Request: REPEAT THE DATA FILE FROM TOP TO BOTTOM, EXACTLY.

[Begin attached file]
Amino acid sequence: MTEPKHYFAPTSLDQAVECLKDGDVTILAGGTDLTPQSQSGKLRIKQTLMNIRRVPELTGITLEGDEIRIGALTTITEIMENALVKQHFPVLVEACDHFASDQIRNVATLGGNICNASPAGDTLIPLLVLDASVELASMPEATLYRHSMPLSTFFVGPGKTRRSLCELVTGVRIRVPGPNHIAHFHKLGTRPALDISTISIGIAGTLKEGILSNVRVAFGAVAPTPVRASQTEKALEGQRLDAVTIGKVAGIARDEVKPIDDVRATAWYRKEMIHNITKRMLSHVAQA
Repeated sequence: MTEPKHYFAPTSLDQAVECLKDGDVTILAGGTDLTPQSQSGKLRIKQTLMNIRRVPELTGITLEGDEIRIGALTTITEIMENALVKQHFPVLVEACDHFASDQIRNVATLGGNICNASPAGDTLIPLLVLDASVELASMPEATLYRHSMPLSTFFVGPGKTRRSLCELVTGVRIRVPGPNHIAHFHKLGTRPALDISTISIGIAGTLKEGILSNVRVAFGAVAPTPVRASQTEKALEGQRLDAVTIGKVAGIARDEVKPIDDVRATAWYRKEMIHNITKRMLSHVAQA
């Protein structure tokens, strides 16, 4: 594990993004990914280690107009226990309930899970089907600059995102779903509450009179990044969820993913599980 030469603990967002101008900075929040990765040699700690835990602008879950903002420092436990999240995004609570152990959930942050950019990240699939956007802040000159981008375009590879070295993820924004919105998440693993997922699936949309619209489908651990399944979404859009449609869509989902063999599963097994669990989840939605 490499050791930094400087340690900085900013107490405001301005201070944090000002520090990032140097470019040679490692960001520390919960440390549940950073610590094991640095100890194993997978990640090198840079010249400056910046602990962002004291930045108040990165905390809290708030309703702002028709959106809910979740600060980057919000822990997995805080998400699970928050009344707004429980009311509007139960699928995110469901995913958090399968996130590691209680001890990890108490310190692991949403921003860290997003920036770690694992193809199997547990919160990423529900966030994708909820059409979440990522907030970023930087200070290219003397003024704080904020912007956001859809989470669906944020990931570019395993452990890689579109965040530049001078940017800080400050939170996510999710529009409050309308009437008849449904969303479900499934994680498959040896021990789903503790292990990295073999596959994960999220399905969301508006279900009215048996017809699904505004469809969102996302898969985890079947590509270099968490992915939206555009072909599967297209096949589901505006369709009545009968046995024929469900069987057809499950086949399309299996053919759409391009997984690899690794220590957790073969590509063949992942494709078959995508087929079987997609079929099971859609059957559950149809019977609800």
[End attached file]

Amino acid sequence: MTEPKHYFAPTSLDQAVECLKDGDVTILAGGTDLTPQSQSGKLRIKQTLMNIRRVPELTGITLEGDEIRIGALTTITEIMENALVKQHFPVLVEACDHFASDQIRNVATLGGNICNASPAGDTLIPLLVLDASVELASMPEATLYRHSMPLSTFFVGPGKTRRSLCELVTGVRIRVPGPNHIAHFHKLGTRPALDISTISIGIAGTLKEGILSNVRVAFGAVAPTPVRASQTEKALEGQRLDAVTIGKVAGIARDEVKPIDDVRATAWYRKEMIHNITKRMLSHVAQA
Repeated sequence: MTEPKHYFAPTSLDQAVECLKDGDVTILAGGTDLTPQSQSGKLRIKQTLMNIRRVPELTGITLEGDEIRIGALTTITEIMENALVKQHFPVLVEACDHFASDQIRNVATLGGNICNASPAGDTLIPLLVLDASVELASMPEATLYRHSMPLSTFFVGPGKTRRSLCELVTGVRIRVPGPNHIAHFHKLGTRPALDISTISIGIAGTLKEGILSNVRVAFGAVAPTPVRASQTEKALEGQRLDAVTIGKVAGIARDEVKPIDDVRATAWYRKEMIHNITKRMLSHVAQA
């Protein structure tokens, strides 16, 4: 594990993004990914280690107009226990309930899970089907600059995102779903509450009179990044969820993913599980 030469603990967002101008900075929040990765040699700690835990602008879950903002420092436990999240995004609570152990959930942050950019990240699939956007802040000159981008375009590879070295993820924004919105998440693993997922699936949309619209489908651990399944979404859009449609869509989902063999599963097994669990989840939605 490499050791930094400087340690900085900013107490405001301005201070944090000002520090990032140097470019040679490692960001520390919960440390549940950073610590094991640095100890194993997978990640090198840079010249400056910046602990962002004291930045108040990165905390809290708030309703702002028709959106809910979740600060980057919000822990997995805080998400699970928050009344707004429980009311509007139960699928995110469901995913958090399968996130590691209680001890990890108490310190692991949403921003860290997003920036770690694992193809199997547990919160990423529900966030994708909820059409979440990522907030970023930087200070290219003397003024704080904020912007956001859809989470669906944020990931570019395993452990890689579109965040530049001078940017800080400050939170996510999710529009409050309308009437008849449904969303479900499934994680498959040896021990789903503790292990990295073999596959994960999220399905969301508006279900009215048996017809699904505004469809969102996302898969985890079947590509270099968490992915939206555009072909599967297209096949589901505006369709009545009968046995024929469900069987057809499950086949399309299996053919759409391009997984690899690794220590957790073969590509063949992942494709078959995508087929079987997609079929099971859609059957559950149809019977609800």